August 11, 2013
Matthew 14: 13-21
“When he went ashore, he saw a great crowd; and he had compassion for them and cured their sick… Taking the five loaves and the two fish, he looked up to heaven, and blessed and broke the loaves, and gave them to the disciples… And all ate and were filled; and they took up what was left over of the broken pieces, twelve baskets full. And those who ate were about five thousand men, besides women and children.”
“He had compassion.” It sounds like compassion is a powerful thing.
Indeed it is, as the Psalmist wrote in Psalm 145, verse 9, to describe the nature of God, writing, “The Lord is loving toward everyone; his compassion covers all his works.”
Friends, compassion is a powerful thing and a big thing too, big enough to cover all of God’s creation.
But how is compassion different from love, or sympathy or empathy?
The word we use for compassion is derived from the Latin “compati” which means to “suffer in” and “suffer with”. For ancient Romans and Greek alike, as well as in Christian traditions which followed, compassion is also of the highest spiritual value and a virtue reflecting one’s development in spiritual practice and faith.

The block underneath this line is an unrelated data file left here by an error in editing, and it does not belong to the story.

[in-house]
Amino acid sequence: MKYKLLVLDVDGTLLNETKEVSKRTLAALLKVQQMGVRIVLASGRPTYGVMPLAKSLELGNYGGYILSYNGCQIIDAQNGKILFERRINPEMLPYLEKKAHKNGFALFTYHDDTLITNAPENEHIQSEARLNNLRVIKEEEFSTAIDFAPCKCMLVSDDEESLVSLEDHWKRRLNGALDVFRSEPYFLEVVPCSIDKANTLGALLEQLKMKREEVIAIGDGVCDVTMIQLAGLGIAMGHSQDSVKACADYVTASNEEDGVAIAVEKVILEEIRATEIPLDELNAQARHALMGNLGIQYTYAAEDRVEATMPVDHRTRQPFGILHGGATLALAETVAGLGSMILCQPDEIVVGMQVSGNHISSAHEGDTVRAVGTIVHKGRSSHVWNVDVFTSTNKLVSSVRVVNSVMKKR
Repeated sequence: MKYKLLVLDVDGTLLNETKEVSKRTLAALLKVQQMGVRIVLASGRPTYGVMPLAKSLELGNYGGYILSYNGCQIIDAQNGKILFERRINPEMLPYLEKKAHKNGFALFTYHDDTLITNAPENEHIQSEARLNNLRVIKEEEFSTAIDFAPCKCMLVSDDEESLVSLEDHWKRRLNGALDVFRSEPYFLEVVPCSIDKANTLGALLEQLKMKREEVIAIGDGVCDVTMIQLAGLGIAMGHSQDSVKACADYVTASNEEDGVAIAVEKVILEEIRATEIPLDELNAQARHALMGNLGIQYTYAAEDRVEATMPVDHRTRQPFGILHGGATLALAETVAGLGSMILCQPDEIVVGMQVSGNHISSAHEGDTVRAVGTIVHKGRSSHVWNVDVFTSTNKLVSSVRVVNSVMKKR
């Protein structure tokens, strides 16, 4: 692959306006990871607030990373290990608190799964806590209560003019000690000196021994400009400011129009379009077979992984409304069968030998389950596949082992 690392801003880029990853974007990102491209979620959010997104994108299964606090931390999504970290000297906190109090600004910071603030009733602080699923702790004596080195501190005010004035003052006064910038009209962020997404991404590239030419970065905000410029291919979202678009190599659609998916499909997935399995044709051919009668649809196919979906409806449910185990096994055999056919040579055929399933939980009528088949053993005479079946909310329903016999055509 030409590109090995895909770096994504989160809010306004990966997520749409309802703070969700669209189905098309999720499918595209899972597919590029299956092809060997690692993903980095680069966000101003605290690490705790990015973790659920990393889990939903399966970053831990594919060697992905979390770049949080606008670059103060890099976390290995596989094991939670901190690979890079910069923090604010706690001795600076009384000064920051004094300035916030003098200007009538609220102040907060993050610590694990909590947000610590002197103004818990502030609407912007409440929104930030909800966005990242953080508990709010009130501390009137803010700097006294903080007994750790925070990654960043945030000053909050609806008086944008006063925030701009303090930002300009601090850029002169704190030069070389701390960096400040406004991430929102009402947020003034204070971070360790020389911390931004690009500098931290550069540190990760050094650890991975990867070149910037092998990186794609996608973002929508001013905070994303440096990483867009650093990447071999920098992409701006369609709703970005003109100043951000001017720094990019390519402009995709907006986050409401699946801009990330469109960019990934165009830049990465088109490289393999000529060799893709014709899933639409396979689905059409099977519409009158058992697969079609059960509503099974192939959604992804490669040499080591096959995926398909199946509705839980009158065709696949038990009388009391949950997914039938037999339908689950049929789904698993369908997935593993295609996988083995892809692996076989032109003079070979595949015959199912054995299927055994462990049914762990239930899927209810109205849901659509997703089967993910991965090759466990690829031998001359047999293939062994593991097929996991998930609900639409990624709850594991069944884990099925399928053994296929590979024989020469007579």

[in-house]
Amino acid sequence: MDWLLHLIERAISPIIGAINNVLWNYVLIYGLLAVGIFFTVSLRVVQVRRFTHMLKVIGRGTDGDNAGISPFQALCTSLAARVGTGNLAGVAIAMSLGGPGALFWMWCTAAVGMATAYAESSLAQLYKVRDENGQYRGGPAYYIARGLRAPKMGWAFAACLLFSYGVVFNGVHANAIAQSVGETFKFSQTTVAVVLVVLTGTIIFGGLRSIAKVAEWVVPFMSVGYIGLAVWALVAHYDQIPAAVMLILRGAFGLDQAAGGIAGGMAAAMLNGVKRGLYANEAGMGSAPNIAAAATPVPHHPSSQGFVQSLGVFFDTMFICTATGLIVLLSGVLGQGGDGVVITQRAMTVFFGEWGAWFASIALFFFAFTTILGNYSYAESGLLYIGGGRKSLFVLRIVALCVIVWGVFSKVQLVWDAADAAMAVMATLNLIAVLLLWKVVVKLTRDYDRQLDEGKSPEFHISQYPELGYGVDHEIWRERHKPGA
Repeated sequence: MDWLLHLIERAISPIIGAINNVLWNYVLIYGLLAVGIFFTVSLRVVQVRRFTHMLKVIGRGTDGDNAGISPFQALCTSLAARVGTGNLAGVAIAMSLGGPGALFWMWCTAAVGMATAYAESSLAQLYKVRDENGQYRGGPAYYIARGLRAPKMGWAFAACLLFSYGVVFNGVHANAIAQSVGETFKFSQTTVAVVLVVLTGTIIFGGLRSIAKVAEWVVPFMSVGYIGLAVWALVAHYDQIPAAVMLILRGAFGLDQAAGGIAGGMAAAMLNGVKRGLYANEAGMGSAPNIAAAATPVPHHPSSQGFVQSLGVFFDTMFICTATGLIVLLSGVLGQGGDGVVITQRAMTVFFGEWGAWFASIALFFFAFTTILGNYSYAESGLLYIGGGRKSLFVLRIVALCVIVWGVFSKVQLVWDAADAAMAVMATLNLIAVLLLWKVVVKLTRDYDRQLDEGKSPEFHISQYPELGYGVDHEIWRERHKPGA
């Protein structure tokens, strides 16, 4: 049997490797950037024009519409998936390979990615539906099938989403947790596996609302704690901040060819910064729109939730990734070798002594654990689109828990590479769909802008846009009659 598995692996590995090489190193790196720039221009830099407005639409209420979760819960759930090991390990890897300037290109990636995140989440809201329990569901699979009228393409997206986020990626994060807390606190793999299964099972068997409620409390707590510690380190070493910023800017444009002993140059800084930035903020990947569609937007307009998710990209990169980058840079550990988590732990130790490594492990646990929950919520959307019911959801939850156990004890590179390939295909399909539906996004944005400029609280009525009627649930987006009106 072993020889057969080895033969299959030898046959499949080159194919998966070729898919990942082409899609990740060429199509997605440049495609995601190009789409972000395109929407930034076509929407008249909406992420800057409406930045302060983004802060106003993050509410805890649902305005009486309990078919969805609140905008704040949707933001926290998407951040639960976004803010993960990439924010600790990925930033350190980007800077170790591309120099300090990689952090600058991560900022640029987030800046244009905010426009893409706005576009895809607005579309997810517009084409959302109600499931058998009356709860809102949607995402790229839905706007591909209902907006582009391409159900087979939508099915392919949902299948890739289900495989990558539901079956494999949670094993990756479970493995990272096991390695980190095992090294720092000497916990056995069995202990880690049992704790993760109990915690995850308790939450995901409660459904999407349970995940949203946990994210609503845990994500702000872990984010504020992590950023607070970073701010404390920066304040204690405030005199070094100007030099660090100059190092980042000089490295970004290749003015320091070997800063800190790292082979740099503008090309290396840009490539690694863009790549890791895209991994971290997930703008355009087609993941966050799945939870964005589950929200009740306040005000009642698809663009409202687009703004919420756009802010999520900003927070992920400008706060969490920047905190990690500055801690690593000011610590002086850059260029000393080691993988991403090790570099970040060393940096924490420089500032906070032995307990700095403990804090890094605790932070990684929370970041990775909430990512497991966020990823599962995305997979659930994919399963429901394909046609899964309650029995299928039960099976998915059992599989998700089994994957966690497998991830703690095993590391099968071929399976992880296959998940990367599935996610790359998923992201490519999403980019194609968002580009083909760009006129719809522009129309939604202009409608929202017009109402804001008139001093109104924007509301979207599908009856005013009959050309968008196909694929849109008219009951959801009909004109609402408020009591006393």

The ancient Hebrew word for compassion or compassionate is “Raḥmana” and carries some complexity to it as it has several implications which give depth to its meaning. Rahmana is one of the names of God, as Father of Mercy, and derives meaning which reflects pity, mercy, and the desire to provide relief to the sufferer. It also relates to an active forgiveness. What’s really interesting as well, and worth some thought, is that the origin for the word Rahmana is “Rehem” which means from the Mother and from the womb. We almost have the trinity represented in one word, Rahmana, which expresses a divine state of Father, Mother and compassionate action coming from the womb of God, like Jesus being born of Mary and the Holy Spirit. All of which is to say, we are dealing with a word, which is in our tradition of scripture, a very powerful word.
Which brings me to one more aspect to this word compassion, in Hebrew Rahmana, also means “the revealed word of God.” One last thing to hold in your mind also as we consider compassion, is the Compassion Verse, Psalm 145:9, which is also the motto of our Order, this verse is the turning point in the Old Testament, moving past a God seen to be vengeful to one who manifests love and compassion for all of God’s creations. From here through the rest of the Psalms, the Psalms become songs of joy and praise. Past are the mournful cries and calls for vengeance mixed in with the first 144 Psalms, but now in the last five Psalms are the praises and celebrations of justice, music, spirit and dances. Now we can turn to the prophets of mercy, and compassionate justice. Now we can point to the Realm of Jesus. Compassion is a powerful, powerful thing.